Whereas Yarmouth will host the 14th Annual National Old-timers Baseball Tournament August 3rd to August 7th, with some games being played in Clare; and

Whereas 33 baseball teams from across Canada will bring their families to the area for a weekend full of music, lobster boils, hospitality, and good old-fashioned baseball; and

Whereas events like this will help boost Yarmouth's growing reputation as an outstanding sport and tourism destination;

Therefore be it resolved that this House wish organizers and teams the best of luck with their upcoming national tournament, and congratulations to the Yarmouth and Clare businesses that will see a tremendous boost after several years of declining tourism.

Mr. Speaker, I request waiver of notice.

MR. SPEAKER: There has been a request for waiver.

Is it agreed?

It is agreed.

Would all those in favour of the motion please say Aye. Contrary minded, Nay.

The motion is carried.

The honourable member for Halifax Needham.

RESOLUTION NO. 130

MS. MAUREEN MACDONALD: Mr. Speaker, I hereby give notice that on a future day I shall move the adoption of the following resolution:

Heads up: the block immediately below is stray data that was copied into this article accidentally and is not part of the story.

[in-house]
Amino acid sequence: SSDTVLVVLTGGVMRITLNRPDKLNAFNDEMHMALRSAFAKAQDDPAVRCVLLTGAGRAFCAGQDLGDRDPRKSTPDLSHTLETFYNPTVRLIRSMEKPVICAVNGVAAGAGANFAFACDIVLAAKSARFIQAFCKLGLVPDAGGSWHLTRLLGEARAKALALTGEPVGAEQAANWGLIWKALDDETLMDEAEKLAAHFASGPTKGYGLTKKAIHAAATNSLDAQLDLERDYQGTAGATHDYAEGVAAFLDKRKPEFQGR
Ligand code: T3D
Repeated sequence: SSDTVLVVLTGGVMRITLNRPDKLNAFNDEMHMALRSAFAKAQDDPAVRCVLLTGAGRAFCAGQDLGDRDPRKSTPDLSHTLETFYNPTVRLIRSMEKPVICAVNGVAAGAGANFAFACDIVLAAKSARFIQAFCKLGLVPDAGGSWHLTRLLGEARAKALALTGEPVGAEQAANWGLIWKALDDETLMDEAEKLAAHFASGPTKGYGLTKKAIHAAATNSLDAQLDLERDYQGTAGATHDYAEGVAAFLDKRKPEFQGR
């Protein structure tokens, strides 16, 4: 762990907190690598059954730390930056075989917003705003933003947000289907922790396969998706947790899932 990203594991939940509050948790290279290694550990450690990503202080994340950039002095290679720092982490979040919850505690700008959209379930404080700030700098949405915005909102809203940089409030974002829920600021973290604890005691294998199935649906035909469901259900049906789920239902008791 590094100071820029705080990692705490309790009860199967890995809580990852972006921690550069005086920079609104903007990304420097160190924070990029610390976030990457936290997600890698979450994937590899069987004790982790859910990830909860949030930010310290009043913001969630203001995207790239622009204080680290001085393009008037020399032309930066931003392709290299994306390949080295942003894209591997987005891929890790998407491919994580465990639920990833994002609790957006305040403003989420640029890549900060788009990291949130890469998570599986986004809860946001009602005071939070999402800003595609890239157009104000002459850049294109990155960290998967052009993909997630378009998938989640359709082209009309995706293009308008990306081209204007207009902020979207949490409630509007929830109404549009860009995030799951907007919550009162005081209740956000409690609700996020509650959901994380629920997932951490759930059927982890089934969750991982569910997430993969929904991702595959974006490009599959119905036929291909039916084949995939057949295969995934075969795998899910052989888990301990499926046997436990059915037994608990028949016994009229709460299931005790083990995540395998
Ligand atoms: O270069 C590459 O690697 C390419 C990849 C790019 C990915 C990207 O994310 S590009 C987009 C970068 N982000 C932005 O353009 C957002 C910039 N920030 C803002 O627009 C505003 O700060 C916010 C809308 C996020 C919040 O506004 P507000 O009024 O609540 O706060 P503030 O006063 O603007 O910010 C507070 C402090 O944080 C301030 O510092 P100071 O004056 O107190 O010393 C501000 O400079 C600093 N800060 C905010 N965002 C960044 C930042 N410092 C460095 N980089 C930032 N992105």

Whereas the Clemente course in the Humanities, an educational program offered free of charge to those living in poverty, has proven over the past decade to be effective in breaking the cycle of poverty through education; and

[Page 331]

Whereas the St. George's Friends of Clemente Society, led by Chairman, Reverend Canon Dr. Gary Thorne, and Administrative Director, Bruce Russell, has worked diligently and successfully to bring the Clemente Course to Halifax; and

Whereas the first Humanities 101 course was officially launched on Monday, October 17, 2005, the United Nations International Day for the Eradication of Poverty;

Therefore be it resolved that the Nova Scotia Legislature congratulate Reverend Gary Thorne, Mr. Bruce Russell, the members of the St. George's Friends of Clemente Society, and the 30 students in the Humanities 101 course on this successful initiative to combat poverty through education.

Mr. Speaker, I request waiver of notice.

MR. SPEAKER: There has been a request for waiver.

Is it agreed?

It is agreed.

Would all those in favour of the motion please say Aye. Contrary minded, Nay.

The motion is carried.

The honourable member for Preston.

RESOLUTION NO. 131

MR. KEITH COLWELL: Mr. Speaker, I hereby give notice that on a future day I shall move the adoption of the following resolution: